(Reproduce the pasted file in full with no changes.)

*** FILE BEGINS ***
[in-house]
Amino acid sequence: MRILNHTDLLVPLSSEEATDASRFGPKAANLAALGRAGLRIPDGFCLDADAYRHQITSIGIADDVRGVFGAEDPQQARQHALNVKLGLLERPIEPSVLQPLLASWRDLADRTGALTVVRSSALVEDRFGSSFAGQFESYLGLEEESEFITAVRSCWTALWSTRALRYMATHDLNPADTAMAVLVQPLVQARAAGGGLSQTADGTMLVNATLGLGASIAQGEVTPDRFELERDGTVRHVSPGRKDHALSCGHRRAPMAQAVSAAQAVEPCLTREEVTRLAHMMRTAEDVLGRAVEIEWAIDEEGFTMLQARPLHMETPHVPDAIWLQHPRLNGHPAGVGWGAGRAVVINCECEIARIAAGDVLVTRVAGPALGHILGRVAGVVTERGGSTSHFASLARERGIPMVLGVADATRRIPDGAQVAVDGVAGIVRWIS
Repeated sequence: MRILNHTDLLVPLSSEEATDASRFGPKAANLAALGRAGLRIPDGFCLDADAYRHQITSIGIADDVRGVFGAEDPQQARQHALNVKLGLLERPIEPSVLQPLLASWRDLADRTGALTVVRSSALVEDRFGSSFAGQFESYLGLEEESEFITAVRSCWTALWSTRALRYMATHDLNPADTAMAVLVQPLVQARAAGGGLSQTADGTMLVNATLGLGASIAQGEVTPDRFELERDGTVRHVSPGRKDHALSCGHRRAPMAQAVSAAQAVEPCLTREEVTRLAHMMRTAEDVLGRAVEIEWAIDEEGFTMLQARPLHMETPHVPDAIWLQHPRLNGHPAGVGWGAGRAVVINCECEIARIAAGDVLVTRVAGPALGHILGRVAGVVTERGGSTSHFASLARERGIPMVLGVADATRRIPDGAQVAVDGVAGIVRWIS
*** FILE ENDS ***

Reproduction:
[in-house]
Amino acid sequence: MRILNHTDLLVPLSSEEATDASRFGPKAANLAALGRAGLRIPDGFCLDADAYRHQITSIGIADDVRGVFGAEDPQQARQHALNVKLGLLERPIEPSVLQPLLASWRDLADRTGALTVVRSSALVEDRFGSSFAGQFESYLGLEEESEFITAVRSCWTALWSTRALRYMATHDLNPADTAMAVLVQPLVQARAAGGGLSQTADGTMLVNATLGLGASIAQGEVTPDRFELERDGTVRHVSPGRKDHALSCGHRRAPMAQAVSAAQAVEPCLTREEVTRLAHMMRTAEDVLGRAVEIEWAIDEEGFTMLQARPLHMETPHVPDAIWLQHPRLNGHPAGVGWGAGRAVVINCECEIARIAAGDVLVTRVAGPALGHILGRVAGVVTERGGSTSHFASLARERGIPMVLGVADATRRIPDGAQVAVDGVAGIVRWIS
Repeated sequence: MRILNHTDLLVPLSSEEATDASRFGPKAANLAALGRAGLRIPDGFCLDADAYRHQITSIGIADDVRGVFGAEDPQQARQHALNVKLGLLERPIEPSVLQPLLASWRDLADRTGALTVVRSSALVEDRFGSSFAGQFESYLGLEEESEFITAVRSCWTALWSTRALRYMATHDLNPADTAMAVLVQPLVQARAAGGGLSQTADGTMLVNATLGLGASIAQGEVTPDRFELERDGTVRHVSPGRKDHALSCGHRRAPMAQAVSAAQAVEPCLTREEVTRLAHMMRTAEDVLGRAVEIEWAIDEEGFTMLQARPLHMETPHVPDAIWLQHPRLNGHPAGVGWGAGRAVVINCECEIARIAAGDVLVTRVAGPALGHILGRVAGVVTERGGSTSHFASLARERGIPMVLGVADATRRIPDGAQVAVDGVAGIVRWIS